I am in need of a screen capturing tool that will highlight my mouse and then let me edit what i produce and maintain the quality of the recording. I am looking to do quick system demos with voice overs.

I have used Captivate and Atlantic Link in the past but was looking for something that would do what i needed in one package. Camtasia seems like a good option but i have never used it.

 

Is there anyone with experience of the software or something similar that will do what i need?

 

Thanks,

 

Jon

 

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Hi Jon, I find for fairly straightforward and quick screen demos (under 5 minutes), that Camtasia's little brother Jing seems to do the job. It doesn't have the editing or optimization capacities of Camtasia, but it's also free. If you want mouse highlighting, you can just run a separate free tool like MouseShade.
Hi,

Captivate should be able to do all of what you want, it will show mouse movements, allow voiceovers and all can be edited easily. I am using Captivate 3 at the moment.

Cheers

Tim
Hi Jon,

I have evaluated all of these and I have had great success with UPK.
E.g, it can publish (auto create) 10 versions of what you did on the screen after just 1 recording.
5 are different types of playback
and 5 are MS Word versions (with screen shots).
All are fully editable.

The userinterface during playback is not that intuitive when compared to captivate but I got my ROI from the speed of creating the content. It's usage tracker saves a lot of admin of training records too.

Hope this helps.

Barry.
Camtasia has been my main screen recording tool for about 3 years now. It makes high quality captures and has some really nice features in the editing suite, like zoom and pan. It will output to any type of video you can think of (minus ogg-vorbis) and it has a ton of features you didn't know you needed until you see them in action.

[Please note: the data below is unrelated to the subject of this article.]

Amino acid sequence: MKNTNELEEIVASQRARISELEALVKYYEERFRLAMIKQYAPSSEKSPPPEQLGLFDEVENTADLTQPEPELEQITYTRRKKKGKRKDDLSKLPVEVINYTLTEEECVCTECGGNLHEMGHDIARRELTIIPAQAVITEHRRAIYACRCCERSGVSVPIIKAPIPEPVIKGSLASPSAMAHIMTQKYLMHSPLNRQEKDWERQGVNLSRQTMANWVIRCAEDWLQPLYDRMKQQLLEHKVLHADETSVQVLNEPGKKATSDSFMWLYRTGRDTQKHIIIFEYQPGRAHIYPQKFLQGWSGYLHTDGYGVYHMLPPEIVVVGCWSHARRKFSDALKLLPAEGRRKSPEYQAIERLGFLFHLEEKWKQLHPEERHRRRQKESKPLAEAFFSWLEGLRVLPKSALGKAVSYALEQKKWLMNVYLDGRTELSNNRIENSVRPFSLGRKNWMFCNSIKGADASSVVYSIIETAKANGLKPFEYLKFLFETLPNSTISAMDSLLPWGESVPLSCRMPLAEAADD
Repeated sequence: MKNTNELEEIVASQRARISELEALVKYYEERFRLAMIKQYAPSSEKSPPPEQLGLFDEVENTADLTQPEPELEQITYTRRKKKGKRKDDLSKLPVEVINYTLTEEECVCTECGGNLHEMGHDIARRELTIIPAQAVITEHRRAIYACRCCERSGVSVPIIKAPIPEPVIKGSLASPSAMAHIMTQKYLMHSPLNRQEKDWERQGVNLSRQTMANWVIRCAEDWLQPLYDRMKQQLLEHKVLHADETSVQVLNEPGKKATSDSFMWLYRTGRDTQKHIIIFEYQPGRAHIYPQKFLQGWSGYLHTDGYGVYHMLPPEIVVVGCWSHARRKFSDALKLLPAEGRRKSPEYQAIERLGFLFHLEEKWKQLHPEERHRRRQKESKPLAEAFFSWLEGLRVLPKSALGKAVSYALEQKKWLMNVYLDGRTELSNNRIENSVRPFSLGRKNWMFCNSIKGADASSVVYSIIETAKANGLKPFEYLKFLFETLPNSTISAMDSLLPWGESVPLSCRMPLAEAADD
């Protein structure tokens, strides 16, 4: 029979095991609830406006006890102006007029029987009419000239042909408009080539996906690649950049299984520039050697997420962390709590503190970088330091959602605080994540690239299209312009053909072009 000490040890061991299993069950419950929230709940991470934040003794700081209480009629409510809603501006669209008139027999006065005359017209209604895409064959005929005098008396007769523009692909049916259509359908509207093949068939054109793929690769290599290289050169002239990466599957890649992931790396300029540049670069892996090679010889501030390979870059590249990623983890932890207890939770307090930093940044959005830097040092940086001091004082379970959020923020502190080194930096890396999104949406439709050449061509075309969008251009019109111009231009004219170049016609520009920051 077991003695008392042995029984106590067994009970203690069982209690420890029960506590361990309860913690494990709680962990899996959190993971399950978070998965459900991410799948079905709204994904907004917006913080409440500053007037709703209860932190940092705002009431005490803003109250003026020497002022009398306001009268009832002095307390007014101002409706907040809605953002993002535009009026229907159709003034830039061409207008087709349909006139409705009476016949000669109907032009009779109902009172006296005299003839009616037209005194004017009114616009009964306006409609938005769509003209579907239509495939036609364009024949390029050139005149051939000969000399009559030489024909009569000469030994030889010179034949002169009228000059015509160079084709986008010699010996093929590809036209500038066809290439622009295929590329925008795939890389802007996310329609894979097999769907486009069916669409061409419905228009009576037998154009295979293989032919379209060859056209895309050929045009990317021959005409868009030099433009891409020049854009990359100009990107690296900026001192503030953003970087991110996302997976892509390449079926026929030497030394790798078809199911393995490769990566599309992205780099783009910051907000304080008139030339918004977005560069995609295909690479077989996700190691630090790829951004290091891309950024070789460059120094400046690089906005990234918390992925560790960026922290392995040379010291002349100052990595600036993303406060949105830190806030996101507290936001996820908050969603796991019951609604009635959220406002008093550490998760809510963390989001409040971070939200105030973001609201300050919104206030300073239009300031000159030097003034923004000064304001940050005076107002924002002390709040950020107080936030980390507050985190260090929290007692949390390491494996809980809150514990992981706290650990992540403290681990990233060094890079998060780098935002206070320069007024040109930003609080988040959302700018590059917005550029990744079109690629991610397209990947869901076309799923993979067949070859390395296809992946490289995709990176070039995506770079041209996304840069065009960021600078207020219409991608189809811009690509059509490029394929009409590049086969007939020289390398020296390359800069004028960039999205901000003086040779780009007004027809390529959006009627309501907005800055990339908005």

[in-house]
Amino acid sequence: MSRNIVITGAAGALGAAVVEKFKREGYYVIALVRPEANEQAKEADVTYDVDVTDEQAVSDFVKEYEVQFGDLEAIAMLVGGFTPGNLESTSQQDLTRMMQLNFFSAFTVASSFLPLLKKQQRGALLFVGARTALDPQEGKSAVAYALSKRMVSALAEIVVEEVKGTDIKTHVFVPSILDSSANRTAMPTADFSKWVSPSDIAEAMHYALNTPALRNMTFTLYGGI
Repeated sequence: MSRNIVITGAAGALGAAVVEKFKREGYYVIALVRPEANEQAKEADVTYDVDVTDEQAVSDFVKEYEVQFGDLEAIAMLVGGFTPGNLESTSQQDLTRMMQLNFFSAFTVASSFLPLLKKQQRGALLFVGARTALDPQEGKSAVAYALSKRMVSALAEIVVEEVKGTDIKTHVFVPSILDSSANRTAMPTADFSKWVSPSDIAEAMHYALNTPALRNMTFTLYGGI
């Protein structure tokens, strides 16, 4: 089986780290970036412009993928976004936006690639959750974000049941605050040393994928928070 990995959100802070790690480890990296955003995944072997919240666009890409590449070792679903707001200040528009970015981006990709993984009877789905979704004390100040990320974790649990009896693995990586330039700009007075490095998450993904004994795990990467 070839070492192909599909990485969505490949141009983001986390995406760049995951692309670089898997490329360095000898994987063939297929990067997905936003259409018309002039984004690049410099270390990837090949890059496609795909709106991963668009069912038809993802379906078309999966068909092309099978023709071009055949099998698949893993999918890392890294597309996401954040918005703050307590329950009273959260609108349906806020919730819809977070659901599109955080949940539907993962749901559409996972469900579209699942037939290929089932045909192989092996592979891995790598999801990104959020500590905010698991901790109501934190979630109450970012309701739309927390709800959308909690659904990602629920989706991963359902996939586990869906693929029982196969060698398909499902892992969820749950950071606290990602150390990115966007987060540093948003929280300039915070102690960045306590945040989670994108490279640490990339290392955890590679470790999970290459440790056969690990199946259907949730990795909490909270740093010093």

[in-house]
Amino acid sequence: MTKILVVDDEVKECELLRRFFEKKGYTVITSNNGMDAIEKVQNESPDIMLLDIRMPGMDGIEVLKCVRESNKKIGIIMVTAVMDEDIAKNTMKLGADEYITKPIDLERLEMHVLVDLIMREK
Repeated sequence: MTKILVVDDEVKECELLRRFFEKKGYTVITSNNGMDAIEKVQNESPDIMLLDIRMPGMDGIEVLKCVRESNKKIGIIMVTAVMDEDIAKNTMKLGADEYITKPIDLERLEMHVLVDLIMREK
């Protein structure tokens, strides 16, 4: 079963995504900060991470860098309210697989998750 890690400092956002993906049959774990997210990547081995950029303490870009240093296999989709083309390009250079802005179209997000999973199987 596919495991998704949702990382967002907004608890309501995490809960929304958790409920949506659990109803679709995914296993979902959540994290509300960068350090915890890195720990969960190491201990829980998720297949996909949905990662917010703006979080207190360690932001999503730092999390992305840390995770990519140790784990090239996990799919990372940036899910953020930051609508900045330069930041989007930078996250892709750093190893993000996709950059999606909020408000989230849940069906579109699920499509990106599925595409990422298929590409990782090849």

Camtasia also has a fairly low learning curve. I can confidently put a new user in front of Camtasia and they will just "get it" in about 15 minutes or so. As with any type of of content creating software you will get more out of it the more time you spend with it.

Editing is as simple or as deep as you want to get. If you've used Windows Movie Maker or any other consumer video editing program you will get good results from Camtasia.

Captivate tends to skew towards the interaction side of software demoing. I do use it on occasion, but I can often get better results with a mix of Camtasia and Flash. Editing with Captivate is often less forgiving and the software tends to try to over think your actions while recording. I can only speak up to version 3 since I haven't felt the need to upgrade.
You could also try SoftSim - (www.omniplex.co.uk) which will do what you want. A bit of cranky user interface but it is quite powerful (simulations can branch and have wildcard input). It also allows you to record things like right mouse clicks which packages that output only to Flash cant do.

As a simple free alternative, you could try screenr (www.screenr.com) - a web-based freebie from Articulate. Ignore the fact that says it is designed for twitter - it will produce a video recording with voice over which you can output to flash or video and include in a course. You can't edit the output but it is ideal for quick "show me"s and can even be used for user support.

Graeme
Hi Jon,

I am a heavy user of both Captivate and Camtasia. From what you're asking (mouse movement, editing freedom and voice over) I would suggest sticking with Captivate. This is because Captivate captures screenshots as you know. You can add extra recordings and also edit the screenshots as they are, so blanking out names or changing something is fine.